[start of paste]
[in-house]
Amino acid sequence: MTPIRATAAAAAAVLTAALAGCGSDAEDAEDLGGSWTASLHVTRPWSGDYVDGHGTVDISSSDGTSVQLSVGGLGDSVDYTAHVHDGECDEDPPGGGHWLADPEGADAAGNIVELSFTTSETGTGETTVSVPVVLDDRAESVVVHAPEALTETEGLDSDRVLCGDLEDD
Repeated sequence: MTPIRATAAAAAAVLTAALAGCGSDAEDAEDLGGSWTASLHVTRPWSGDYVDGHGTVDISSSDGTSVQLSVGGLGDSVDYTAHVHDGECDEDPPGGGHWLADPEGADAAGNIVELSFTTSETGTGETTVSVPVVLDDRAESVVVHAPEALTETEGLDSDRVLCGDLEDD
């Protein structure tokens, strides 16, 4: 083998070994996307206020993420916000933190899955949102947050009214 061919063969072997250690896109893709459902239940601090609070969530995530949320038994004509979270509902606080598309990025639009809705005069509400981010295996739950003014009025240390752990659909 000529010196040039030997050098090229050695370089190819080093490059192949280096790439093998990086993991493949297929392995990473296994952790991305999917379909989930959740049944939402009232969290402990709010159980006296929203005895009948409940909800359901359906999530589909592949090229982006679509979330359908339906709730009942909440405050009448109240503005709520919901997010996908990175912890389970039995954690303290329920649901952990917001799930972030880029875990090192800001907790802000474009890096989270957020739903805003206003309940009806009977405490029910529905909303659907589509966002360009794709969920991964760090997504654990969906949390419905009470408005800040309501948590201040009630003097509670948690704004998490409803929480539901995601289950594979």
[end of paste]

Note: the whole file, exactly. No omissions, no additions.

[in-house]
Amino acid sequence: MTPIRATAAAAAAVLTAALAGCGSDAEDAEDLGGSWTASLHVTRPWSGDYVDGHGTVDISSSDGTSVQLSVGGLGDSVDYTAHVHDGECDEDPPGGGHWLADPEGADAAGNIVELSFTTSETGTGETTVSVPVVLDDRAESVVVHAPEALTETEGLDSDRVLCGDLEDD
Repeated sequence: MTPIRATAAAAAAVLTAALAGCGSDAEDAEDLGGSWTASLHVTRPWSGDYVDGHGTVDISSSDGTSVQLSVGGLGDSVDYTAHVHDGECDEDPPGGGHWLADPEGADAAGNIVELSFTTSETGTGETTVSVPVVLDDRAESVVVHAPEALTETEGLDSDRVLCGDLEDD
């Protein structure tokens, strides 16, 4: 083998070994996307206020993420916000933190899955949102947050009214 061919063969072997250690896109893709459902239940601090609070969530995530949320038994004509979270509902606080598309990025639009809705005069509400981010295996739950003014009025240390752990659909 000529010196040039030997050098090229050695370089190819080093490059192949280096790439093998990086993991493949297929392995990473296994952790991305999917379909989930959740049944939402009232969290402990709010159980006296929203005895009948409940909800359901359906999530589909592949090229982006679509979330359908339906709730009942909440405050009448109240503005709520919901997010996908990175912890389970039995954690303290329920649901952990917001799930972030880029875990090192800001907790802000474009890096989270957020739903805003206003309940009806009977405490029910529905909303659907589509966002360009794709969920991964760090997504654990969906949390419905009470408005800040309501948590201040009630003097509670948690704004998490409803929480539901995601289950594979």